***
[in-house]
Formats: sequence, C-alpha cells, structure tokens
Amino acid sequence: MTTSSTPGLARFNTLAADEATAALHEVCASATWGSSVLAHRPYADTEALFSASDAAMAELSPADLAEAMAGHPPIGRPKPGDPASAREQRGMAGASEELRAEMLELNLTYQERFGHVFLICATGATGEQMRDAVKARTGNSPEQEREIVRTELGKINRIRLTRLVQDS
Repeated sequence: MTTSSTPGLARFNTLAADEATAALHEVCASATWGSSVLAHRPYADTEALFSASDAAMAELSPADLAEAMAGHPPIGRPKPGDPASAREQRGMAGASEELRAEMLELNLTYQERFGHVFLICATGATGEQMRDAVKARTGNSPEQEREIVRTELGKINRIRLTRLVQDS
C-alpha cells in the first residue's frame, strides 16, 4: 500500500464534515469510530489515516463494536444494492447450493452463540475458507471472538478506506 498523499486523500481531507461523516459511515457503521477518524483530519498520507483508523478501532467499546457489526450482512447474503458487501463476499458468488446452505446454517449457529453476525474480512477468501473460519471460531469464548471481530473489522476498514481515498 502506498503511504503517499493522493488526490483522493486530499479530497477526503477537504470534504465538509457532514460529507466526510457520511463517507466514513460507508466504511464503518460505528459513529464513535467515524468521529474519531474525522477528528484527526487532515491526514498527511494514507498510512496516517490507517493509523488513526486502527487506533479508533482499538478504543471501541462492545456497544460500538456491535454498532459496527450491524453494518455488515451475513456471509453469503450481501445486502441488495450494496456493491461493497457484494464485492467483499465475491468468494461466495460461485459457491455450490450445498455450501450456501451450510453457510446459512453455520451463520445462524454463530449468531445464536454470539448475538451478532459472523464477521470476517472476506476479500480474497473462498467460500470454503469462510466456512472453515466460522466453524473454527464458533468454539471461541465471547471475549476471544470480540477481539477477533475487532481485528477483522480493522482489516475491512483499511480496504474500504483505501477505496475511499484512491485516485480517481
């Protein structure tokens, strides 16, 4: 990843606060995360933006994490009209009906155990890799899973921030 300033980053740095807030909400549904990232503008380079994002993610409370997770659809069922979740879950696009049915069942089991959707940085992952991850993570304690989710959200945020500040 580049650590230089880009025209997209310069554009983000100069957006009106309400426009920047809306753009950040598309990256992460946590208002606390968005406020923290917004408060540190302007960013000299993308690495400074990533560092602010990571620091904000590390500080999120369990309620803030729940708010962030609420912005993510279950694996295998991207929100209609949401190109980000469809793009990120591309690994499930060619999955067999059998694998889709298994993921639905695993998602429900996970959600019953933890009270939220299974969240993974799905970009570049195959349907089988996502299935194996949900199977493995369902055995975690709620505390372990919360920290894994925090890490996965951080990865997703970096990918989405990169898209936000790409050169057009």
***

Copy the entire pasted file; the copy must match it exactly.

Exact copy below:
[in-house]
Formats: sequence, C-alpha cells, structure tokens
Amino acid sequence: MTTSSTPGLARFNTLAADEATAALHEVCASATWGSSVLAHRPYADTEALFSASDAAMAELSPADLAEAMAGHPPIGRPKPGDPASAREQRGMAGASEELRAEMLELNLTYQERFGHVFLICATGATGEQMRDAVKARTGNSPEQEREIVRTELGKINRIRLTRLVQDS
Repeated sequence: MTTSSTPGLARFNTLAADEATAALHEVCASATWGSSVLAHRPYADTEALFSASDAAMAELSPADLAEAMAGHPPIGRPKPGDPASAREQRGMAGASEELRAEMLELNLTYQERFGHVFLICATGATGEQMRDAVKARTGNSPEQEREIVRTELGKINRIRLTRLVQDS
C-alpha cells in the first residue's frame, strides 16, 4: 500500500464534515469510530489515516463494536444494492447450493452463540475458507471472538478506506 498523499486523500481531507461523516459511515457503521477518524483530519498520507483508523478501532467499546457489526450482512447474503458487501463476499458468488446452505446454517449457529453476525474480512477468501473460519471460531469464548471481530473489522476498514481515498 502506498503511504503517499493522493488526490483522493486530499479530497477526503477537504470534504465538509457532514460529507466526510457520511463517507466514513460507508466504511464503518460505528459513529464513535467515524468521529474519531474525522477528528484527526487532515491526514498527511494514507498510512496516517490507517493509523488513526486502527487506533479508533482499538478504543471501541462492545456497544460500538456491535454498532459496527450491524453494518455488515451475513456471509453469503450481501445486502441488495450494496456493491461493497457484494464485492467483499465475491468468494461466495460461485459457491455450490450445498455450501450456501451450510453457510446459512453455520451463520445462524454463530449468531445464536454470539448475538451478532459472523464477521470476517472476506476479500480474497473462498467460500470454503469462510466456512472453515466460522466453524473454527464458533468454539471461541465471547471475549476471544470480540477481539477477533475487532481485528477483522480493522482489516475491512483499511480496504474500504483505501477505496475511499484512491485516485480517481
């Protein structure tokens, strides 16, 4: 990843606060995360933006994490009209009906155990890799899973921030 300033980053740095807030909400549904990232503008380079994002993610409370997770659809069922979740879950696009049915069942089991959707940085992952991850993570304690989710959200945020500040 580049650590230089880009025209997209310069554009983000100069957006009106309400426009920047809306753009950040598309990256992460946590208002606390968005406020923290917004408060540190302007960013000299993308690495400074990533560092602010990571620091904000590390500080999120369990309620803030729940708010962030609420912005993510279950694996295998991207929100209609949401190109980000469809793009990120591309690994499930060619999955067999059998694998889709298994993921639905695993998602429900996970959600019953933890009270939220299974969240993974799905970009570049195959349907089988996502299935194996949900199977493995369902055995975690709620505390372990919360920290894994925090890490996965951080990865997703970096990918989405990169898209936000790409050169057009």